The Fed raised interest rates eleven times, drying up all that easy money for startups. But, unlike the last time the Fed jacked up rates in 2008, there wasn’t a mortgage crisis that tanked the economy, but another crisis – the founder fraud crisis.

Founder fraud from startups like FTX, Frank, Nikola, Centricity, OzyMedia, Slync, Rumby, and Tingo all left investors reeling from the audacity and blatant fraud that happened under their noses. $12 billion in losses from these cases alone.

First-Party Fraud is fraud.

How long have fraud fighters been saying it? This year, big companies, law enforcement, and big banks started making bold strikes against fraudsters masquerading as “customers.” Professional refunders, money mules, fake account creators – all were in the crosshairs as big companies struck back. We no longer have to assume these fraudsters won’t have consequences for their actions.

When the dust settles in 2023, check fraud will have doubled, and scam losses (since banks are refunding more with liability shifts) will likely have doubled too. It’s a confounding problem for banks – how do you control fraud that starts with the customer?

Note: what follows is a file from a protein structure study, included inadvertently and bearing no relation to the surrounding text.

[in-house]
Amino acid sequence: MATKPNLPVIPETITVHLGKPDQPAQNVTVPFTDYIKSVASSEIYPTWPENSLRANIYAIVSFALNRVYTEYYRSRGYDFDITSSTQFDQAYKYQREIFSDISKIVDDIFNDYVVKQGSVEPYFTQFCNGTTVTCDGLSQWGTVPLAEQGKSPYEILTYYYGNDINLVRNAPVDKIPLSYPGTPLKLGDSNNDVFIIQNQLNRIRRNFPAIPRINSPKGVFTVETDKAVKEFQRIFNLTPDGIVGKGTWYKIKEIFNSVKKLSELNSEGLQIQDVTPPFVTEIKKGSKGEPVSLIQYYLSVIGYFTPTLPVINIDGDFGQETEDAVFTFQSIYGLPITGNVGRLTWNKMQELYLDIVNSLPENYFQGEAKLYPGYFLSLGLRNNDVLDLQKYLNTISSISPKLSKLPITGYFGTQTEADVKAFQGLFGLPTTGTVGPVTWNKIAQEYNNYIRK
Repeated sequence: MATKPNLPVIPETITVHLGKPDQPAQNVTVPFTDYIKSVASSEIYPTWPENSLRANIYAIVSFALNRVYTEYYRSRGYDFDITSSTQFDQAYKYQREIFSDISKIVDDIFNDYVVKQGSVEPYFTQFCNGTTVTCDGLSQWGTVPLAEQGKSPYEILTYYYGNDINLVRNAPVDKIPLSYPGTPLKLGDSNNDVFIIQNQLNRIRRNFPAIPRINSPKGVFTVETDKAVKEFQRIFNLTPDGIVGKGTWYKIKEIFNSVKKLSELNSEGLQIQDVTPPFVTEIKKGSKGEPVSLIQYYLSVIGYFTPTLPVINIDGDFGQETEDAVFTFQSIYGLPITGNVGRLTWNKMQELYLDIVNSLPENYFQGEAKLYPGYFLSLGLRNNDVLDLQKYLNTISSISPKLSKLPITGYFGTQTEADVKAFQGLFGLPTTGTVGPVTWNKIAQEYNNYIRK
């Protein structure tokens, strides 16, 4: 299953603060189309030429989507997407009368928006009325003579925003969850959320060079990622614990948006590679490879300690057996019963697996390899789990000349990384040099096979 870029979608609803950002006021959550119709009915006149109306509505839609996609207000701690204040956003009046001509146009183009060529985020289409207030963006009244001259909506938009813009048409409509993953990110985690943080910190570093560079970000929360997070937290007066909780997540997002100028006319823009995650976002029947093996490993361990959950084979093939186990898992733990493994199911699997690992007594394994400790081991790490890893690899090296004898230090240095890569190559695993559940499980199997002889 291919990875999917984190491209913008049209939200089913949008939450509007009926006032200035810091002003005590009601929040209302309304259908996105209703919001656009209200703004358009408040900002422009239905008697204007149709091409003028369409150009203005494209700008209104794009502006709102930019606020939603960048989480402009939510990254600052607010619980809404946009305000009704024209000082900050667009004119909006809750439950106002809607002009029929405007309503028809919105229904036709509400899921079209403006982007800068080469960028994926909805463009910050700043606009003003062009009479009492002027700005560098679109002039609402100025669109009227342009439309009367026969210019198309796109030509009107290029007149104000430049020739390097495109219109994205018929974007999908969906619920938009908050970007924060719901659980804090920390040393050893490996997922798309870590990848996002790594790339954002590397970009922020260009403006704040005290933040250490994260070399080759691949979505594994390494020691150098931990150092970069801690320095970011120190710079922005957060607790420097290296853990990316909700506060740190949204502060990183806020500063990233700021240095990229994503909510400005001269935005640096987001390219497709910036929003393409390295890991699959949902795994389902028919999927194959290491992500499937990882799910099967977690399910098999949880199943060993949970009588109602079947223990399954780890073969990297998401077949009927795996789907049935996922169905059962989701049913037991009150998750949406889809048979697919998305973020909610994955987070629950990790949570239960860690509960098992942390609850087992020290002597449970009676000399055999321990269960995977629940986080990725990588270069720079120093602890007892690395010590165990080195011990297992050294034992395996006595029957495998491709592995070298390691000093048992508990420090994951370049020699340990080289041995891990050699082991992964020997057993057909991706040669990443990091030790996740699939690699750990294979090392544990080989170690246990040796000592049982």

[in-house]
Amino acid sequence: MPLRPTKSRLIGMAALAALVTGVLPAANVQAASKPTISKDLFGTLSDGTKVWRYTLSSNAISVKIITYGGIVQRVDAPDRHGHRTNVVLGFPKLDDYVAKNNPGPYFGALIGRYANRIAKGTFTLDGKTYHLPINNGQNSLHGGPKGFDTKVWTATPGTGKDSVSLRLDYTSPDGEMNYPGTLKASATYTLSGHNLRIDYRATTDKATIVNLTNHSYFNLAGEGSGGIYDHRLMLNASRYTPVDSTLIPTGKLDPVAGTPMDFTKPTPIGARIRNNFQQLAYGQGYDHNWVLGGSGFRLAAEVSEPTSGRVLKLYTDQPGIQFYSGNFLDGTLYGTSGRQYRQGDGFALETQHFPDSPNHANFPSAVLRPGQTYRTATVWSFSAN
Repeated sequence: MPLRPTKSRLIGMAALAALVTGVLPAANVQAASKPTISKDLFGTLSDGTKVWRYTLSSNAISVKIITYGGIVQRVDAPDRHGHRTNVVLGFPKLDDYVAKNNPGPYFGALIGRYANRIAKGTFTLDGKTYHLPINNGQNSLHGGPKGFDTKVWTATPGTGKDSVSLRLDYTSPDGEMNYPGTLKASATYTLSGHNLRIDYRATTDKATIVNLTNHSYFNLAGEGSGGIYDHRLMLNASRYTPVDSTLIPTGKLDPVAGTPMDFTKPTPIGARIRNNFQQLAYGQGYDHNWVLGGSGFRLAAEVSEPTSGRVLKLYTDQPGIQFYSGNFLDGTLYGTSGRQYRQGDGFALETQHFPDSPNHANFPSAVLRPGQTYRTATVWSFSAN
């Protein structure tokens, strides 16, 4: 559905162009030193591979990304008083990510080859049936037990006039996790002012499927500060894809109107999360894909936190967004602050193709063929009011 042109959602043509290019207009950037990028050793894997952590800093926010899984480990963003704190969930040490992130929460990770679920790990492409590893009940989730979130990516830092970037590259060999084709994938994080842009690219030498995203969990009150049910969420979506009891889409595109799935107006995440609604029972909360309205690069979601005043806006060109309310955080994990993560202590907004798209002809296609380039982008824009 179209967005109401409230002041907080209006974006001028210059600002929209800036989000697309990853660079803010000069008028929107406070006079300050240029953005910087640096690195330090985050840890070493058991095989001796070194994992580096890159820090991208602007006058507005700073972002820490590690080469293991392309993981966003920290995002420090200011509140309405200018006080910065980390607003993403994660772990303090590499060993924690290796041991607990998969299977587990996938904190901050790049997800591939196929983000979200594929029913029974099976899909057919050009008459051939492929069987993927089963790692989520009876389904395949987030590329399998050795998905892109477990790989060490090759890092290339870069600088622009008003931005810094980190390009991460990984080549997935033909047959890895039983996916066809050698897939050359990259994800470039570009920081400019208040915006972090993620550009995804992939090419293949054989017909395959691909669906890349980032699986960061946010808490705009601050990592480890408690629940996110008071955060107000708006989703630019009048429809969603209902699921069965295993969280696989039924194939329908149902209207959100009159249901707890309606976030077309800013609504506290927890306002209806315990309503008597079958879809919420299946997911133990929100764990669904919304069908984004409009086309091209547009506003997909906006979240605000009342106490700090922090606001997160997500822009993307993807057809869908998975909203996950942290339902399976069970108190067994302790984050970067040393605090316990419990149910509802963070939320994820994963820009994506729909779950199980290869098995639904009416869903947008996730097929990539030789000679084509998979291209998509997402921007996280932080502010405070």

Customers actually write most fraudulent checks (but they are altered by criminals). And customers actually send the fraudsters money (but they are fooled by criminals). To make matters worse, an aging population is more likely to succumb to these types of fraud.

Ransomware is a national crisis, disabling big companies for days and weeks while causing countless losses. The collateral damage? The people and the data those companies keep. While most instances don’t make front-page headlines like the MGM crisis did, ransomware reports will exceed 4,000 in 2023, eclipsing the 2,670 reports last year.

And data breaches? Those will likely hit over 2,800 for the year, dwarfing the 1,800 reported last year.

The massive amounts of data obtained from data breaches & ransomware attacks fuel the fraud fire that we, as fraud fighters, try to extinguish with the tools we do have.

SAR filings paint the picture of the rise in fraud. While they aren’t one and the same, they go hand-in-hand, like oxygen and heat.